Ardern's rise to power has set off a kind of ‘Jacindamania' among her party's followers, as she affirmed a commitment to establishing an economy that serves all New Zealanders, protecting the country's environment and cleaning up its waterways.
She has been compared to politicians like Barack Obama and Justin Trudeau because of her persona, popularity and charisma. In addition, her pledge to eradicate child poverty, make tertiary education free and decriminalize abortion have been described as breathing life into New Zealand politics.
"This is an exciting day. We aspire to be a government for all New Zealanders and one that will seize the opportunity to build a fairer, better New Zealand," Ardern said, after the country's electorate cast their votes.
"We will work hard to ensure New Zealand is once again a world leader, a country we can all be proud of. We said we could do this, we will do this," she added.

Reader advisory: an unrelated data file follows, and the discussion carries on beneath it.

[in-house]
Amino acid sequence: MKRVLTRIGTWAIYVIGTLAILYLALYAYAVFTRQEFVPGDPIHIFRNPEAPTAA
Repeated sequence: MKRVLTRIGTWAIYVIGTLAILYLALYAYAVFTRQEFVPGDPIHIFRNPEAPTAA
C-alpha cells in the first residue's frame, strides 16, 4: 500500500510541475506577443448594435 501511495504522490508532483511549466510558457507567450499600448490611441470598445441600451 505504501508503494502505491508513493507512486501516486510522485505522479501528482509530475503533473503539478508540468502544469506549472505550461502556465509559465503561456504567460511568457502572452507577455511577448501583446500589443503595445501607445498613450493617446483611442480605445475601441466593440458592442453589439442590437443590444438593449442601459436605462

Winston Peters, a New Zealand politician and leader of the populist New Zealand First political party, expressed his support of Ardern, 37, on Thursday, stating that "It's time for capitalism to regain its human face," according to the New York Times.
"For too many New Zealanders capitalism has not been their friend but their foe," Peters said, cited by The Guardian.
"We had a choice for a modified status quo or for change… that's why in the end we chose a coalition government with NZ first and the Labor party."
English called Ardern to congratulate her party on winning the vote, but also to remind her that, with 44.4 percent of the vote and 56 seats in parliament, the National Party would still provide strong competition in New Zealand politics.
Following the September election, the National Party was left with 56 seats and the Labor party with 46, both less than the 61 seats required to establish a majority government in the 120-seat parliament.